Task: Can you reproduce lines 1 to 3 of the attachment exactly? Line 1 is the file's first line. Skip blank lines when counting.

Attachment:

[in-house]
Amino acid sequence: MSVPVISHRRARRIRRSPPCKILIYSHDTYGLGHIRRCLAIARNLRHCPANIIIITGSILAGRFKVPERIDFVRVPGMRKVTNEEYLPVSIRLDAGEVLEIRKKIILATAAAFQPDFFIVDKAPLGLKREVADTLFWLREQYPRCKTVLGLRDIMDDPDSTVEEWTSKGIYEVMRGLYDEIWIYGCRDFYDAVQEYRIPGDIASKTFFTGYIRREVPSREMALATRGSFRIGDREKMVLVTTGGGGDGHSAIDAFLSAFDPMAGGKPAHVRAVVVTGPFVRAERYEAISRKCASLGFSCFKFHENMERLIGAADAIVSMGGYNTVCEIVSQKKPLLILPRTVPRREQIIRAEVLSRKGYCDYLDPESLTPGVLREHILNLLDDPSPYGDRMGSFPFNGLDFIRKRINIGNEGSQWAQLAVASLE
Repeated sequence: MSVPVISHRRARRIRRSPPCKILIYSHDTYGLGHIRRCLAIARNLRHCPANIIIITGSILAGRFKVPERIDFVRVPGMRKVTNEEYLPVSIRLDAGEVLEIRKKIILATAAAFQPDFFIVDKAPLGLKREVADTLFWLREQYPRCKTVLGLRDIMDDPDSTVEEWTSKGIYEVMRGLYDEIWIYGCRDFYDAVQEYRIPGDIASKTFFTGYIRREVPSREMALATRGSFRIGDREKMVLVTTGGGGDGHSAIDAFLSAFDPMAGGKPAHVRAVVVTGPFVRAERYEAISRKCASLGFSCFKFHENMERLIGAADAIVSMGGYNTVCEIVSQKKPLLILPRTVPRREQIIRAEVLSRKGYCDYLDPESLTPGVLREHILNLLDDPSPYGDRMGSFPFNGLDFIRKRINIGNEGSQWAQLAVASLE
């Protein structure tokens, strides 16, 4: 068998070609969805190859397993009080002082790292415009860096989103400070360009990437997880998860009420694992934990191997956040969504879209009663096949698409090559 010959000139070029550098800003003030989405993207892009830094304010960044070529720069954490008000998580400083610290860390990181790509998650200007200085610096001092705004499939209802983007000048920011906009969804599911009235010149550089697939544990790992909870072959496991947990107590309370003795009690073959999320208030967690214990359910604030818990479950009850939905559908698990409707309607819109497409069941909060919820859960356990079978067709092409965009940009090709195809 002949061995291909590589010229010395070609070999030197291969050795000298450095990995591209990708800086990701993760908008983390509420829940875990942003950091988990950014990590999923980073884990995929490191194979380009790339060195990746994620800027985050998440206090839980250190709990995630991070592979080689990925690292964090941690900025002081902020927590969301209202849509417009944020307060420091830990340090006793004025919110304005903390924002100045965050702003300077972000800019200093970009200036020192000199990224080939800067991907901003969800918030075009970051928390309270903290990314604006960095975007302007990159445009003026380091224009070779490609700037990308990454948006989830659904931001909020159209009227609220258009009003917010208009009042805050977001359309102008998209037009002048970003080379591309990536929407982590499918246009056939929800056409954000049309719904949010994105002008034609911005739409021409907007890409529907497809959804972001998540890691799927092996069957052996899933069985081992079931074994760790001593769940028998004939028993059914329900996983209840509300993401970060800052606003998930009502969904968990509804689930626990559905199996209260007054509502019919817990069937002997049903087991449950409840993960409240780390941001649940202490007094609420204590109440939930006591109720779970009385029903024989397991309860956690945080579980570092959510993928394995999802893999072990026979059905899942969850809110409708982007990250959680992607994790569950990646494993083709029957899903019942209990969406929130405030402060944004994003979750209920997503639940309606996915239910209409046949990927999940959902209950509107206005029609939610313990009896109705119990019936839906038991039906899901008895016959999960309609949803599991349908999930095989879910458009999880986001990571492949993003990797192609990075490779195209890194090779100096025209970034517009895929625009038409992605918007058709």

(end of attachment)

[in-house]
Amino acid sequence: MSVPVISHRRARRIRRSPPCKILIYSHDTYGLGHIRRCLAIARNLRHCPANIIIITGSILAGRFKVPERIDFVRVPGMRKVTNEEYLPVSIRLDAGEVLEIRKKIILATAAAFQPDFFIVDKAPLGLKREVADTLFWLREQYPRCKTVLGLRDIMDDPDSTVEEWTSKGIYEVMRGLYDEIWIYGCRDFYDAVQEYRIPGDIASKTFFTGYIRREVPSREMALATRGSFRIGDREKMVLVTTGGGGDGHSAIDAFLSAFDPMAGGKPAHVRAVVVTGPFVRAERYEAISRKCASLGFSCFKFHENMERLIGAADAIVSMGGYNTVCEIVSQKKPLLILPRTVPRREQIIRAEVLSRKGYCDYLDPESLTPGVLREHILNLLDDPSPYGDRMGSFPFNGLDFIRKRINIGNEGSQWAQLAVASLE
Repeated sequence: MSVPVISHRRARRIRRSPPCKILIYSHDTYGLGHIRRCLAIARNLRHCPANIIIITGSILAGRFKVPERIDFVRVPGMRKVTNEEYLPVSIRLDAGEVLEIRKKIILATAAAFQPDFFIVDKAPLGLKREVADTLFWLREQYPRCKTVLGLRDIMDDPDSTVEEWTSKGIYEVMRGLYDEIWIYGCRDFYDAVQEYRIPGDIASKTFFTGYIRREVPSREMALATRGSFRIGDREKMVLVTTGGGGDGHSAIDAFLSAFDPMAGGKPAHVRAVVVTGPFVRAERYEAISRKCASLGFSCFKFHENMERLIGAADAIVSMGGYNTVCEIVSQKKPLLILPRTVPRREQIIRAEVLSRKGYCDYLDPESLTPGVLREHILNLLDDPSPYGDRMGSFPFNGLDFIRKRINIGNEGSQWAQLAVASLE